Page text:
Multiple Sclerosis: How to Deal with Uncontrollable Laughing or Crying
Pseudobulbar affect (PBA), which is a complicated name for uncontrollable episodes of laughing or crying, can occur in MS and other neurological conditions. PBA is thought to result from damage in the prefrontal cortex of the brain that interferes with the corticobulbar tracts (which control emotions), and it occurs in about 10 percent of people with MS. It’s generally (but not always) found in those with more progressive disease and significant cognitive changes, and it’s equally common in women and men.
When a person experiences this kind of uncontrolled laughing or crying, he or she cries without feeling sad or upset or laughs without feeling amused or happy. And after it has started, the person can’t voluntarily stop the laughing or crying.
For obvious reasons, this involuntary behavior can be extremely upsetting and embarrassing for the person with MS (and for anyone else who happens to be in the room). Imagine for a moment how it would feel to burst out laughing at your mother-in-law’s funeral or your boss’s retirement party, or to cry in the middle of a business meeting or blind date.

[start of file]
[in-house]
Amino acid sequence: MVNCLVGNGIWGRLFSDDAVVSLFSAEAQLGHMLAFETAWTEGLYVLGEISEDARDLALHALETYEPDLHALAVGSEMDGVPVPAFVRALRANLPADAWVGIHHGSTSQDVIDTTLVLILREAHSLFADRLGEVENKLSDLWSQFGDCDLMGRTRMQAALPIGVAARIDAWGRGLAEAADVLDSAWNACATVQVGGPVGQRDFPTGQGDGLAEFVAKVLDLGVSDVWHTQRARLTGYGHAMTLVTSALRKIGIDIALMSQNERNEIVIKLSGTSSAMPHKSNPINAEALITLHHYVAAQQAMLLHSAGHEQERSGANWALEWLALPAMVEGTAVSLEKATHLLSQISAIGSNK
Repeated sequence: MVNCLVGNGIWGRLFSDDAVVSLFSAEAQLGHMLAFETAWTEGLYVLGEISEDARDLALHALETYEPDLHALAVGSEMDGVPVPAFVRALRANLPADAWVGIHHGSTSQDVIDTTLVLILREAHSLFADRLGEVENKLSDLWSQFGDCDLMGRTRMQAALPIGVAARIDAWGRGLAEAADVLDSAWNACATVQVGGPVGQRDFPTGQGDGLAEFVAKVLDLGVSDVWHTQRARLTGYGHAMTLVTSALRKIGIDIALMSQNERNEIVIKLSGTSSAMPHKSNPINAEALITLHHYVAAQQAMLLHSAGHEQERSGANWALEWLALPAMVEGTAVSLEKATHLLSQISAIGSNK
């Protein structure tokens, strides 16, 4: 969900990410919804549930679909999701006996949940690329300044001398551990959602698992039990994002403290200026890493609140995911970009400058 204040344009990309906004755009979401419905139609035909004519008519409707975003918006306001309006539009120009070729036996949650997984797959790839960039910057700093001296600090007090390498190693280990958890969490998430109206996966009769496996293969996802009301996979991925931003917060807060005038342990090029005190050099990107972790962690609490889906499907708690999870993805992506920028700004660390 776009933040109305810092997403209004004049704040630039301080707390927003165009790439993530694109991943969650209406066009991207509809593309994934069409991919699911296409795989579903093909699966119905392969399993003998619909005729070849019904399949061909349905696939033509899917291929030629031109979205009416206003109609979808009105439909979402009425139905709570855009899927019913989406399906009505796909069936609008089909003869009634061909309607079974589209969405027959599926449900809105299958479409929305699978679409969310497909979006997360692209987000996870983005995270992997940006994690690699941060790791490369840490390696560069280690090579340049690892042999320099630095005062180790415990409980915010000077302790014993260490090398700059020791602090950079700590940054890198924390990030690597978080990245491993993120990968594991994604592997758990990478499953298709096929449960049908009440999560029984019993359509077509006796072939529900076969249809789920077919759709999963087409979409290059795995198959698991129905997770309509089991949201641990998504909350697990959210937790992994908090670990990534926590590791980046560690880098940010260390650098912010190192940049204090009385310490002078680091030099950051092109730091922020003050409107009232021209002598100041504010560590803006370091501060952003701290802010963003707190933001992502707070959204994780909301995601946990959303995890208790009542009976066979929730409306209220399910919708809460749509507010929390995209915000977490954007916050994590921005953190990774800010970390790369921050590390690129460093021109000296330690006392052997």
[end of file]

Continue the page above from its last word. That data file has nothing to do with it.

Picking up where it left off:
As with other mood issues, remember that uncontrolled laughing or crying isn’t a sign of craziness or stupidity or any of the other labels that may come to mind. And people with this problem are no more likely to be depressed than other people with MS.
The good news is that effective treatments for PBA are available. The FDA approved a medication called Nuedexta (dextromethorphan/quinidine) in 2010 to treat PBA. This medication significantly reduces the number of uncontrollable crying and laughing episodes that people experience, and it appears to be able to stop them completely in some people.
Antidepressant medications, including Elavil (amitriptyline) and Prozac (fluoxetine) have also been used successfully to treat PBA even though people who have PBA aren’t clinically depressed. Sinemet (levodopa), a drug used in Parkinson’s disease, has been used successfully as well. So, if you (or a family member) are experiencing this problem, be sure to consult a physician.